Digital Outback Photo
- Photography using Digital SLRs


Printing Insights #011

Michael Reichmann on Fine Art Papers

Tiger Gamblers Toronto, 2001 (Reichmann)

by Michael Reichmann


Editor comment: This article was first published at the Luminous Landscape as part of a of a "Piezography BW" review. I find this material so important that I asked Michael to republish it here.

Over the years my taste in photographic printing papers migrated from hi-gloss to matt. Similarly, when I started doing inkjet printing in the mid-90's I was enamoured of very glossy papers like Pictorico Hi-Gloss Film. But, as the technology matured, so too did my taste in papers.

Today for my colour work I use Epson's Archival Matt paper almost exclusively. This paper has a good weight, never wrinkles from over-inking, and has a nice smooth white finish. It's also inexpensive and readily available. For all of these reasons it has become my baseline reference for comparison with other papers.

Cone Editions thoughtfully provides a package of nine different sample papers when one buys a Piezo kit. Seven of these papers interested me and so here are my impressions, in each case using Epson's Archival Matt (EAM) as my reference point. If you're familiar with the look and feel of that paper then my comments will make some sense for you. The papers are listed in descending order of preference most favourite first.

Epson Archival Matt

This is the whitest of the papers and the one which gives the most neutral colour rendition. The Piezo inks are still somewhat warm on this paper but the most neutral of any paper yet tested. This paper has a 192 g/m2 weight giving it good heft. The surface is very smooth. Regrettably in packages of all sizes that I've bought since the summer of 2001 Epson has decided to watermark the back of the paper with their logo and direction arrows. I find this to be unsightly in a fine art photo paper.

As mentioned above, the paper is readily available and relatively inexpensive, making it a good choice for day-to-day Piezo printing. But, though it has a very nice surface and heft, note that though it is rated as having a 100200 year life with Epson's pigment colour inks on a 2000P or 5500, its ultimate life span with Piezo inks can not be guaranteed because the paper is acidic in nature.

This is a 310 g/m2 paper, making it the heaviest of the lot. It reminds me of a traditional heavyweight matt photographic paper like Chlorobromide because of its heft as well as its slight warm tone. The paper has a soft textured surface which tends to add a bit of texture to images.
Somerset Velvet
This is the second whitest paper after EAM. At 250 g/m2 it is slightly heavier as well. It has a soft textured surface that's a bit smoother than Orwell. Blacks are not as intense (easily compensated for though) and mid-tone areas seem to show dithering a bit more than the previous two papers.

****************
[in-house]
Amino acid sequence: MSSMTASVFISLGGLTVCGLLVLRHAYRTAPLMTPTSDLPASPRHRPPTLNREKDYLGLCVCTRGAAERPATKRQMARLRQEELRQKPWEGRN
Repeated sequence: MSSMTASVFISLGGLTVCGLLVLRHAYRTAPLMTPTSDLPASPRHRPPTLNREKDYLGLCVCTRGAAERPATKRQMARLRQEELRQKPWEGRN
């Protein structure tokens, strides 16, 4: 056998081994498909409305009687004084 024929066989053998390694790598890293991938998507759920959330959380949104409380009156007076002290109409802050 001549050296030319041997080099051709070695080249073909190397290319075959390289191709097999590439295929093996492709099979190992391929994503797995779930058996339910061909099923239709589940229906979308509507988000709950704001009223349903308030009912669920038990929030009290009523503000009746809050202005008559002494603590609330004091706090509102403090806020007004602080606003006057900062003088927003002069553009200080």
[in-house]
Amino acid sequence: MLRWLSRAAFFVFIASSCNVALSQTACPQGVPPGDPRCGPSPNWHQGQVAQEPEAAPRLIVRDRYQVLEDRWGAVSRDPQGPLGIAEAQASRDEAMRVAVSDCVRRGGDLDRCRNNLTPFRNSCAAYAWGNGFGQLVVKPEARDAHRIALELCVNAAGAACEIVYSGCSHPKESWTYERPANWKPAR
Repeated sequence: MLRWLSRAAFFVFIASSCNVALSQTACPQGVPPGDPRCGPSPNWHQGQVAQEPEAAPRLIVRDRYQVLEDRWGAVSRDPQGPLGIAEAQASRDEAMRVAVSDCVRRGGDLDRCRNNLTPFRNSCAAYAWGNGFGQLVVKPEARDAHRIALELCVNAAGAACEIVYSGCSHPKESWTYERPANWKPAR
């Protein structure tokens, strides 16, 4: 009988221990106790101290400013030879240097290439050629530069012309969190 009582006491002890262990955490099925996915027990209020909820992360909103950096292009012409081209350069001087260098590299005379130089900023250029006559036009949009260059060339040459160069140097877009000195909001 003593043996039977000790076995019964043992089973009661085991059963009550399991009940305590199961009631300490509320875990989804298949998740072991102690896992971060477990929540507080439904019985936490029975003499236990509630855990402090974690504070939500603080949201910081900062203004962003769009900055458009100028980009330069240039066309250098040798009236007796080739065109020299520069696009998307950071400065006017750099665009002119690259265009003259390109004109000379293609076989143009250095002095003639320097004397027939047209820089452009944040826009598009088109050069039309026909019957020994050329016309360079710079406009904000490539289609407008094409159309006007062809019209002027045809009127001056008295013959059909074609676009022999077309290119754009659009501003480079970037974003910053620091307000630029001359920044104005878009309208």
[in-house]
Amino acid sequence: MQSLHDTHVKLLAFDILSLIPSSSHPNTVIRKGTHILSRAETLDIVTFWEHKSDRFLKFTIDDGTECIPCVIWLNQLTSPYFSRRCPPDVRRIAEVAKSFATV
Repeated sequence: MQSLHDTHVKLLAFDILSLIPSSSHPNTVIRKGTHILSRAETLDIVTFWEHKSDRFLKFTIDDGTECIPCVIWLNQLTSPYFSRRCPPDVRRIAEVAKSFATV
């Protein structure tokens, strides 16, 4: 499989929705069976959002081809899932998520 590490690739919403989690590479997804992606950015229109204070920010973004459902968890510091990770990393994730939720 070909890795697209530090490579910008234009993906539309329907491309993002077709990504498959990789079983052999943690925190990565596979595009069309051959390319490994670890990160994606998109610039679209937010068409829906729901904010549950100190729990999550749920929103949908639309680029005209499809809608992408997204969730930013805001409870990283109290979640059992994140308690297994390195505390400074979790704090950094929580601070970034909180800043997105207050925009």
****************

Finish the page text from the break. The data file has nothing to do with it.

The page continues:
Somerset Enhanced
Not quite as white as Somerset Velvet, this paper produces a slightly more olive coloured image. It weighs the same as Somerset Velvet. The surface has a slightly softer texture and blacks seem a bit richer. 250 g/m2 .
Wells River
Quite similar in tonality to Somerset Enhanced, this paper is 190 g/m2 . It's also a bit warmer and coarser textured.
Concord Rag
This is an ivory coloured paper that can be quite suitable for portraits. It has a smooth surface and is quite hefty with a weight of 183 g/m2 .
An even warmer ivory coloured paper than Concord Rag, at 160 g/m2 it is somewhat lighter in weight. I find the texture a bit much for high detail images.
A 210 g/m2 paper that is the most like a traditional "watercolour" of this group. A warm tonality with good deep blacks.
Epson Premium Semigloss & Premium Luster
Neither of these papers is particularly well suited to use with Piezography because the pigment inks tend to produce a "bronzing" effect. This means that when viewed from an oblique angle the ink appears to be sitting on the surface of the paper, rather than being part of it.

It needs to be said that one of the joys of working with inkjet (Giclee) printers is that there is a wide choice of papers available. The world of silver printing papers has shrunk dramatically over the past 30 years, but there has been a veritable explosion in the inkjet world. One of the above will surely meet most peoples needs, for Piezography as well as for specialized colour printing applications.


Multiple Paper Sources
One thing to keep in mind is that while there are hundreds of fine-art papers from dozens of sources, there are in fact relatively few actual paper manufacturers. One of these is the German firm of Hahnemühle. The table below shows the Hahnemühle product name on the left and and along the top row some of the leading paper suppliers. The brand names are shown where these rows and columns intersect.
Hahnemühle Papers and Alternate Names
Cone Tech
Media Street
2000P Prof
German Etching 310
Royal Plush
Classic Velour
Fine Art Standard
William Turner 310
Cotton Rag
Photo Rag
Torchon 285
Royal Riviera 285
Museum Parchment
Soft fine Art
Hahnemühle 230
Albrecht Durer 210
Royal Weave 210
Flaxen Weave
Rough Fine Art
William Turner 190
Wells River
Royal Jazz
Woven Fiber
Photo Rag 188
Photo Gloss 170
Photo Matte 170
170 gsm Matte
Allegretto 160
Royal Sunrise
Linen 150
Structure 150
Aspen Moguls 15
Burga Giclee German Antique 140
Burga Giclee Natural White 140
Japan 90
Photo Gloss 180
180 gsm Fast Dry Gloss
Editor: I added the last column which indicates whether there is a profile for the Epson 2000P available at Jon Cone's Inkjetmall.
This list was compiled by Antonis Ricos and others of the Digital B&W group on Yahoo, and can be found in the Files section.
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